Each holding bracket 12 is carried by an arm 15 which is formed of a package of leaf springs 16, 17, 18 and 19 of different lengths, arranged in a fish-scale-like manner one above the other. The end region of the longest leaf spring 16, which faces the conveyor belt 1, bears the holding bracket 12. A screw 21 serves for the attachment of the bracket. This longest leaf spring 16 extends, together with the remaining leaf springs 17, 18, 19, from a support 20. The support 20 is specifically developed as a bushing 23 which is concentric to a shaft 22. Aligned bearing holes 26 for the shaft 22 are present in the end walls 24, 25 of said bushing. A bracket 27 extends tangentially from the cylindrical surface of the bushing 23 for the attachment of the ends of the leaf springs by means of screws 28. The bushing 23, which is turnable with respect to the shaft 22, forms a radial shoulder 29 on its inner wall. The bent end 30 of a spirally wound spring 31, which is traversed by the shaft 22, rests against the shoulder. The other end 32 of the leaf spring 31 is also bent and rests against a radial step 33 on the shaft 22. This spring 31 is under initial tension and urges the support 20 in the swing direction of application, the scraper 6 coming against the section 4 of the conveyor belt.
An indicator segment 34 having an index line 35 extends radially from the bushing 23. Concentrically to the indicator segment 34, there is a graduated-scale segment 36. The latter contains a scale 37 which cooperates with the index line 35. The scale segment 36 is seated on a scale plate 38 which is traversed by the shaft 22 and is firmly connected to said shaft. Relative movement between shaft 22 and support 20 or bushing 23 leads to a displacement of the index line 35 with respect to the scale 37 and indicates the initial tension of the spring 31.
The section of the shaft 22 which adjoins the bushing 23 passes through a bearing 39. For the mounting of the latter, there is provided a bracket 40 of angular cross section which is bolted to the frame 41 of the conveyor belt, shown in dash-dot line. The bracket 40 receives a double-stay support bracket 42 which turnably mounted a transverse pin 43. A displacement spindle 44 extends radially from the transverse pin 43 and passes through a transverse pin 46, mounted on the free end of a displacement lever 45. An adjustment nut 47 runs on the threaded adjustment spindle 44. The displacement lever 45 is seated via a bushing 48 on the shaft 22. A transverse pin 49 connects the bushing 48 to the shaft 22, forming a single unit. As can be noted from FIG. 1, the transverse pins 43, 46 and the shaft 22 form the corners of a triangle in such a manner that the side of the triangle representing the displacement spindle 44 is of variable length.
Since the scraper 6 is supported at its ends by separate arms 15 and each arm 15 extends from a support 20, both displacement spindles 44 are to be changed in their supporting length by the adjustment nuts 47 in the event of a change of the application pressure of the corresponding scraper lip. The shaft 22, in this event, is turned positively by the displacement lever 45. If the shaft 22 turns, as shown in FIG. 4, in the direction of the arrow indicated in the figure, then the initial tension of the spring 31, which urges the bushing 23 and respectively the support 20 in the direction of swing for application is increased. Upon the relative movement which takes plate in this case between the shaft 22 and the support 20, the index line 35 moves with respect to scale 37 and accurately indicates the instantaneous application pressure. In this way, the desired application pressure of the scraper can be easily adjusted on both sides of the conveyor belt, without tedious empirical determinations.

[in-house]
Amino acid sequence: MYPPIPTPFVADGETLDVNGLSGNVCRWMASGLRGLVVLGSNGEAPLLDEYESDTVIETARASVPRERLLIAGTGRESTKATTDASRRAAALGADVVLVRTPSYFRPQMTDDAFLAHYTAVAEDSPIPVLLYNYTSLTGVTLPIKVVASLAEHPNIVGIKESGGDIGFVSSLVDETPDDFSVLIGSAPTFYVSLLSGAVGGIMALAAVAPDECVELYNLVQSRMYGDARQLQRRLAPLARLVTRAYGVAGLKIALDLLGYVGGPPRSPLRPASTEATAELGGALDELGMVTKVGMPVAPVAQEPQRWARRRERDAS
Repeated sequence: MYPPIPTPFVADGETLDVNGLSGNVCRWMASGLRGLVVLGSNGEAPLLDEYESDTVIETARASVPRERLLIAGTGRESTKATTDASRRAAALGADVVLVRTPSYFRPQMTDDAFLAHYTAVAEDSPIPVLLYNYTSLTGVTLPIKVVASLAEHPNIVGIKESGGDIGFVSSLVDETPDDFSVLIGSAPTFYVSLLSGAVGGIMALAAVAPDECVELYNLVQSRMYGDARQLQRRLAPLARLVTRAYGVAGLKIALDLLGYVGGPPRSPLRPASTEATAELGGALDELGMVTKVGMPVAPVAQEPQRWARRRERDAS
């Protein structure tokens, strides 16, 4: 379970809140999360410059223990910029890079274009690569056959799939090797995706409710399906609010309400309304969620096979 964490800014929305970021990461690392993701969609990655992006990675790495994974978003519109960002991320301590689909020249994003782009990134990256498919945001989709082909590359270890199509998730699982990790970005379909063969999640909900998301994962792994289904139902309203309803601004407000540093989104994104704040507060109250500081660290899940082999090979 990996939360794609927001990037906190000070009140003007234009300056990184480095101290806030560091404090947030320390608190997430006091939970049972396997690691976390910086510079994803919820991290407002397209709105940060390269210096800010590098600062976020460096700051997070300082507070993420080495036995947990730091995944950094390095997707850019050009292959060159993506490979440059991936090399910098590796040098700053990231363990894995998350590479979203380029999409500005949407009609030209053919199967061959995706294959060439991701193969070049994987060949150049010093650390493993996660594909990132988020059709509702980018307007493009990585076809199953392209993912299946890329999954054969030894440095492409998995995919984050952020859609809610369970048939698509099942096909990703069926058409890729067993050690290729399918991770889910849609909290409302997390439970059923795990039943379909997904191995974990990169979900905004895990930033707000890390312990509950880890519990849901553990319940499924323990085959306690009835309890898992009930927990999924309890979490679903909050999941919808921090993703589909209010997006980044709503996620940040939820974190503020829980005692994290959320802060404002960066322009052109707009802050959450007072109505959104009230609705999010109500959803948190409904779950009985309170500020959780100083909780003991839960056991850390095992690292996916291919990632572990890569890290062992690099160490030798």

|Cited Patent||Filing date||Publication date||Applicant||Title|
|US3674131 *||Jan 22, 1971||Jul 4, 1972||Matson C G||Conveyor cleaner with elastomer spring|
|US4359150 *||Sep 30, 1981||Nov 16, 1982||Martin Engineering Company||Conveyor belt cleaner|
|DE8227795U1 *||Oct 4, 1982||Jan 5, 1983||Joto-Werk Josef Topp Kettenfabrik, 5758 Froendenberg, De||Abstreifvorrichtung fuer foerderbaender|
|GB1336121A *||Title not available|
|GB1553210A *||Title not available|
|JPS582111A *||Title not available|
|Citing Patent||Filing date||Publication date||Applicant||Title|
|US4825996 *||Jul 6, 1987||May 2, 1989||Technic Gum||Scraper assembly for scraping a surface of a conveying belt|
|US4836356 *||Dec 8, 1987||Jun 6, 1989||Nippon Tsusho Kabushiki Kaisha||Cleaner for conveyor belt|
|US4838409 *||Mar 2, 1987||Jun 13, 1989||Vsr Engineering Gmbh Fordertechnik||Scraper device for conveyor belts|
|US5298142 *||Oct 22, 1991||Mar 29, 1994||Durr Gmbh||Cleaning device for a contact element of a car-body skid in a paint plant|
|US5378202 *||Nov 15, 1993||Jan 3, 1995||Martin Engineering Company||Tensioning device|
|US5385507 *||Nov 4, 1993||Jan 31, 1995||Martin Engineering Company||Twist tensioner with selectively engageable coupling|
|US6003657 *||Dec 2, 1997||Dec 21, 1999||Asgco Manufacturing, Inc.||Self-indicating tensioner for a belt scraper|
|US6820734||Sep 27, 2000||Nov 23, 2004||Mato Australia Pty Ltd.||Conveyor belt cleaner tensioning device|
|US6948609 *||Mar 15, 2001||Sep 27, 2005||Asgco Manufacturing, Inc.||Light duty belt cleaning system|
|US7083040||Nov 18, 2004||Aug 1, 2006||Asgco Manufacturing, Inc.||Tensioner, as for a belt cleaner|
|US8336702||Dec 21, 2009||Dec 25, 2012||Asgco Manufacturing, Inc.||Reversible tensioning device, as for a conveyor|
|US20050121294 *||Nov 18, 2004||Jun 9, 2005||Finger Keith E.||Tensioner, as for a belt cleaner|
|WO1998024715A1 *||Dec 2, 1997||Jun 11, 1998||Asgco Manufacturing, Inc.||Self-indicating tensioner for a belt scraper|
|WO2001023284A1 *||Sep 27, 2000||Apr 5, 2001||Mato Australia Pty Ltd||Conveyor belt cleaner tensioning device|
|Nov 13, 1990||FPAY||Fee payment|
Year of fee payment: 4
|Dec 20, 1994||REMI||Maintenance fee reminder mailed|
|May 14, 1995||LAPS||Lapse for failure to pay maintenance fees|
|Jul 25, 1995||FP||Expired due to failure to pay maintenance fee|
Effective date: 19950517